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Drive: The Surprising Truth About What Motivates Us Paperback – April 5, 2011
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"Pink makes a convincing case that organizations ignore intrinsic motivation at their peril."
"Persuasive . . .Harnessing the power of intrinsic motivation rather than extrinsic remuneration can be thoroughly satisfying and infinitely more rewarding."
"These lessons are worth repeating, and if more companies feel emboldened to follow Mr. Pink's advice, then so much the better."
-Wall Street Journal
"Pink is rapidly acquiring international guru status . . . He is an engaging writer, who challenges and provokes."
"Pink's ideas deserve a wide hearing. Corporate boards, in fact, could do well by kicking out their pay consultants for an hour and reading Pink's conclusions instead."
"Pink's deft traversal of research at the intersection of psychology and economics make this a worthwhile read-no sticks necessary."
"[Pink] continues his engaging exploration of how we work."
"Pink's a gifted writer who turns even the heaviest scientific study into something digestible-and often amusing-without losing his intellectual punch."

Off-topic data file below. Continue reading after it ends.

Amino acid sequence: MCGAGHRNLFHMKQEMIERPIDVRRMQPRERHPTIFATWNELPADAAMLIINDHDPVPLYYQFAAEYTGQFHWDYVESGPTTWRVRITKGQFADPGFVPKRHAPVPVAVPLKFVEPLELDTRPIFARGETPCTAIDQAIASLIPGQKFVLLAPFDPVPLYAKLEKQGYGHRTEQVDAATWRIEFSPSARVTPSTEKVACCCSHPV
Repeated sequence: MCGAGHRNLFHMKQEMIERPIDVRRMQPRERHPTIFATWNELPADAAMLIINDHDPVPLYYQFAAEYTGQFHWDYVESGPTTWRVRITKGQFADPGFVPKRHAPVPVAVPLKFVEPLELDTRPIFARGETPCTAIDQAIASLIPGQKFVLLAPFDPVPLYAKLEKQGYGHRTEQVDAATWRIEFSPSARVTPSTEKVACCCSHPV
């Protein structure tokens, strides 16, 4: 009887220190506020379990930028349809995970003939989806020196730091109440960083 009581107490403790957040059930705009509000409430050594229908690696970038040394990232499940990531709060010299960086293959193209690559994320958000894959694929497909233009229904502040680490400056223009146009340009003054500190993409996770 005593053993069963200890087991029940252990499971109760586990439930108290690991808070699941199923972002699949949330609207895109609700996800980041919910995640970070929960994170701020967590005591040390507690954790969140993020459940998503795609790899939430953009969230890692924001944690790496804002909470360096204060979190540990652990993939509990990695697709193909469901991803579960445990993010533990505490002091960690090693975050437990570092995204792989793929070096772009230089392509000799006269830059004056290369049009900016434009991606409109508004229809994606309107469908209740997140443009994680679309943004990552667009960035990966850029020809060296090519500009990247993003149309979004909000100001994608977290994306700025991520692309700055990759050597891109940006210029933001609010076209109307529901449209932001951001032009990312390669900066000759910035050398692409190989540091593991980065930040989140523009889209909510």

-New York Post
"A worthwhile read. It reminds us that those of us on the right side of the brain are driven furthest and fastest in pursuit of what we love."
-Minneapolis Star Tribune
"Pink's analysis--and new model--of motivation offers tremendous insight into our deepest nature."
"Important reading...an integral addition to a growing body of literature that argues for a radical shift in how businesses operate."
"Drive is the rare book that will get you to think and inspire you to act. Pink makes a strong, science-based case for rethinking motivation--and then provides the tools you need to transform your life."
-Dr. Mehmet Oz, co-author of YOU: The Owners Manual
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Top customer reviews
I will not get political, but some people in Washington might learn a few things about human behavior, and how some of our government programs effect the populace, if they would only read this book. Based on the completely viable facts in this book, much of what our government thinks is helping Americans is, actually, hurting them.
That aside, if you run a sales organization, take a look at how you manage your team. Are you managing the people or are you managing the work that needs to be done?
Big difference is what you do and the results you get.
My three main take-aways:
Point #1: Pink argues there is a disconnect between what science is learning and what business is doing when it comes to motivation. Business still believes in Motivation 2.0 - Carrots to reward behavior and Sticks to punish it. Science meanwhile is figuring out that what we really need is autonomy, mastery and purpose to to be motivated and fulfill our potential. Pink's examples of "FedEx Days" (autonomy), his 3 Laws of Mastery - mastery is a mindset, mastery is pain and mastery is the oxygen of the soul - combined with how and why "intrinsic aspirations" (purpose) lead to the good life; combine to paint a clear picture of why motivation can and should come from within us all and not from the outside.